Alongside new therapeutics, antibiotics, and hygiene practices, like hand-washing, vaccines have a vital role to play.10 One of Janssen’s clinical programs is a Phase 3 clinical trial evaluating the safety and efficacy of an investigational preventive vaccine against E. coli infection. The trial is currently enrolling participants aged 60 years and older who have had a UTI in the past 2 years. For more information and details on how to get involved, please visit

About the Janssen Pharmaceutical Companies of Johnson & Johnson: At Janssen, we’re creating a future where disease is a thing of the past. We’re the Pharmaceutical Companies of Johnson & Johnson, working tirelessly to make that future a reality for patients everywhere by fighting sickness with science, improving access with ingenuity, and healing hopelessness with heart. We focus on areas of medicine where we can make the biggest difference: Cardiovascular, Metabolism & Retina; Immunology; Infectious Diseases & Vaccines; Neuroscience; Oncology; and Pulmonary Hypertension.

Learn more at Follow us at Janssen Therapeutics, Division of Janssen Products, LP is one of the Janssen Pharmaceutical Companies of Johnson & Johnson.

This article is sponsored by Janssen. For more information, see How We Make Money.

References: 1 Sadighi Akha AA. Aging and the immune system: An overview. J Immunol Methods. 2018 Dec;463:21-26. doi: 10.1016/j.jim.2018.08.005. Epub 2018 Aug 14. PMID: 30114401.

2 Kourtis AP, Hatfield K, Baggs J, et al. Vital Signs: Epidemiology and recent trends in methicillin-resistant and in methicillin-susceptible Staphylococcus aureus bloodstream infections —United States. MMWR Morb Mortal Wkly Rep. 2019;68:214-219.

3 Sihra, N, Goodman A, Zakri R, et al. Nonantibiotic prevention and management of recurrent urinary tract infection. Nat Rev Urol. 2018;15:750-776.

4 World Health Organization. Antimicrobial Resistance. Accessed January 2023. Available at:

5 World Health Organization. 10 global health issues to track in 2021. Accessed January 2023. Available at:

6 Antimicrobial Resistance Collaborators. Global burden of bacterial antimicrobial resistance in 2019: a systematic analysis. Lancet. 2022 Feb 12;399(10325):629-655. doi: 10.1016/S0140-6736(21)02724-0. Epub 2022 Jan 19. Erratum in: Lancet. 2022 Oct 1;400(10358):1102. PMID: 35065702; PMCID: PMC8841637.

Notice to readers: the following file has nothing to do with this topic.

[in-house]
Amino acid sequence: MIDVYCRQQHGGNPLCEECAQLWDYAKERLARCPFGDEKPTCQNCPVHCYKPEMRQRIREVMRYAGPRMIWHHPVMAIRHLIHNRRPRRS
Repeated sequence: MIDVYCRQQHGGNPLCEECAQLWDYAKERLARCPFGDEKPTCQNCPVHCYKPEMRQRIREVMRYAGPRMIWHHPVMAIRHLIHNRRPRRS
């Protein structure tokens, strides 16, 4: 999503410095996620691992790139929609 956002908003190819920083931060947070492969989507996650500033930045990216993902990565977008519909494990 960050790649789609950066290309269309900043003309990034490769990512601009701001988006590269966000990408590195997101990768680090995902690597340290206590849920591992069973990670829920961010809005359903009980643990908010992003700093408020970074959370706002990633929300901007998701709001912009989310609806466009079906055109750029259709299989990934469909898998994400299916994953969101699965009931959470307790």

7 O’Neill J. Wellcome Trust and UK Government. (2016) Review on antimicrobial resistance. Tackling drug-resistant infections globally: Final report and recommendations. Accessed January 2023. Available at:

8 Rhee C, Kadri SS, Dekker JP, et al. Prevalence of antibiotic-resistant pathogens in culture-proven sepsis and outcomes associated with inadequate and broad-spectrum empiric antibiotic use. JAMA Netw Open. 2020;3(4):e202899.

9 Cassini A, Högberg LD, Plachouras D, et al. Attributable deaths and disability-adjusted life-years caused by infections with antibiotic-resistant bacteria in the EU and the European Economic Area in 2015: a population-level modelling analysis. Lancet Infect Dis. 2019;19:56-66.

10 Poolman J, Wacker M. Extraintestinal pathogenic Escherichia coli, a common human pathogen: challenges for vaccine development and progress in the field. J Infect Dis. 2016;213(1):6-13.

11 Foxman B. Epidemiology of urinary tract infections: incidence, morbidity, and economic costs. Am. J. Med. 2002;113(Suppl 1A):5s-13s.

12 Bergin SP, Thaden JT, Ericson JE, et al; Antibacterial Resistance Leadership Group. Neonatal Escherichia coli bloodstream infections: clinical outcomes and impact of initial antibiotic therapy. Pediatr Infect Dis J. 2015 Sep;34(9):933-6. doi: 10.1097/INF.0000000000000769. PMID: 26065862; PMCID: PMC4581845.

13 World Health Organization. Sepsis. Accessed January 2023. Available at: